Finalist-PhilBlogAwards 2010

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Thursday, December 29, 2011



Erle Frayne D. Argonza

Effective ocean governance, ocean & coastal sustainability, blue-green development seem to be among the new clich├ęs formed by experts in the development circles notably the international organizations. Westerners are particularly prone to ‘fetishism of the concept’ as the late sociologist C.Wright Mills noted the phenomenon (in his critique of Talcott Parsons), so this fetishism finds manifestation in the eco-development terrain quite expectedly.

The efforts towards the blueprinting of ocean & coastal sustainability has become an interagency effort. The first blueprint was just recently launched, which the drafters hope will enlighten stakeholders in the forthcoming eco-summit to be held in Brazil next June. Just exactly how far this blueprint will make impact remains to be seen, more so that cash-strapped Western nations are in a panic situation to salve their own backyards’ economic downturns and mal-adaptive tailspins, thus rendering the green agenda as second fiddle.

Below is a report about the said blueprint coming from the UNESCO media office.

[Philippines, 18 December 2011]


Launch of an inter-agency blueprint for ocean and coastal sustainability

Cover, A blueprint for ocean and coastal sustainability: Interagency paper towards the preparation of the UN Conference on Sustainable Development (Rio+20)

The Director-General of UNESCO, Irina Bokova, launched the inter-agency report Blueprint for Ocean and Coastal Sustainability, prepared by the UNESCO’s Intergovernmental Oceanographic Commission (IOC), the United Nations Development Programme (UNDP), the International Maritime Organization (IMO) and the Food and Agriculture Organization (FAO), as a contribution to the UN Conference on Sustainable Development (Rio+20) which will take place next June in Brazil.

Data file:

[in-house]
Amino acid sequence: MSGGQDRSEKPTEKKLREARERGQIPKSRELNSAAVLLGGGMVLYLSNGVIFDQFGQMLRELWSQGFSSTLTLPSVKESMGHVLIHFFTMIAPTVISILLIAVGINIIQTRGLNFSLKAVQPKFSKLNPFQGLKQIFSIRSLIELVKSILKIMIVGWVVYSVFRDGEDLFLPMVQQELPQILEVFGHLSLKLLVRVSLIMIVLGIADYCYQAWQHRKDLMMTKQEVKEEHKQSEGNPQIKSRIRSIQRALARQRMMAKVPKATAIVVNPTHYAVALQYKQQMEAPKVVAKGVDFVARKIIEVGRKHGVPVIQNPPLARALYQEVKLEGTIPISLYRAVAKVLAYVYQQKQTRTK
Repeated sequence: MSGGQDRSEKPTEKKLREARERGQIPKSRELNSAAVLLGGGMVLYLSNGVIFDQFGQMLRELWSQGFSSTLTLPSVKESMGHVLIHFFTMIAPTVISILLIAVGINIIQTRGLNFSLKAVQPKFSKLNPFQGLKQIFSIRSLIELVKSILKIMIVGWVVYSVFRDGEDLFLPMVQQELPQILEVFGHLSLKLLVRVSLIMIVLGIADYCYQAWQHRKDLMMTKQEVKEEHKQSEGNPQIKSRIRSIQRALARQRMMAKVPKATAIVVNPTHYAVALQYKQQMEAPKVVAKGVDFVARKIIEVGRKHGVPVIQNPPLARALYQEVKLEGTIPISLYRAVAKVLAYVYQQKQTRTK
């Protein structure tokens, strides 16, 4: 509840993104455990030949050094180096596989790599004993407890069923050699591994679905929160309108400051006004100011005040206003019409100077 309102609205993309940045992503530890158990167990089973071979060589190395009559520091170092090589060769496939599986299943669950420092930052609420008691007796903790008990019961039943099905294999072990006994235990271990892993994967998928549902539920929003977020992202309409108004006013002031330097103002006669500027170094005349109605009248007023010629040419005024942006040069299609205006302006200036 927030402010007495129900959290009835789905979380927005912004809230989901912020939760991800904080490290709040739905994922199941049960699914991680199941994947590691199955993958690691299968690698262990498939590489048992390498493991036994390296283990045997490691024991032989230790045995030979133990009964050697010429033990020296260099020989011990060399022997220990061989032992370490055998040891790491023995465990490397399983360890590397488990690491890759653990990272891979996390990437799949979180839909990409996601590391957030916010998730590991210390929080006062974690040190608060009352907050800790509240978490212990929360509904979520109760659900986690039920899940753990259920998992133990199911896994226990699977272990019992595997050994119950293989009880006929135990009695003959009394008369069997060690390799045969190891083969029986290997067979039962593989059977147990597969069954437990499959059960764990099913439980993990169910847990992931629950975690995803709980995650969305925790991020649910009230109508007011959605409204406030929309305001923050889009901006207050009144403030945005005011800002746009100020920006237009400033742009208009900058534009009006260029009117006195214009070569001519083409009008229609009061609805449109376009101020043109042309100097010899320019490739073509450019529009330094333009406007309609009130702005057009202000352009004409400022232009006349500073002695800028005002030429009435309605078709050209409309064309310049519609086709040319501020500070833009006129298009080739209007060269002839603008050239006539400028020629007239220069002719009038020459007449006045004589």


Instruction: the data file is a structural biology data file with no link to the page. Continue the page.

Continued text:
The report contains 10 concrete proposals

  • (i) to reduce stressors & restore the structure and function of marine ecosystems,
  • (ii) that support the Blue-Green Economy,
  • (iii) leading to Policy, Legal and Institutional Reforms for effective Ocean Governance, and finally
  • (iv) supporting marine research, observation, technology and capacity transfer.

A number of delegates (Brazil, Australia, Monaco, India, France, Grenada on behalf of AOSIS, and Korea) delivered statements presenting their national priorities for Rio+20, stressing the need to provide political weight to ocean issues within the existing and future sustainable development agenda. The meeting was also addressed by H.E. M. Meetarbhan, Co-chair of UN Informal Process on Oceans (Mauritius) and Ms L. Inniss, Co-coordinator of the UN Group of Experts on the Regular Process for Reporting and Assessing the State of the Marine Environment.

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Source: Natural Sciences Sector


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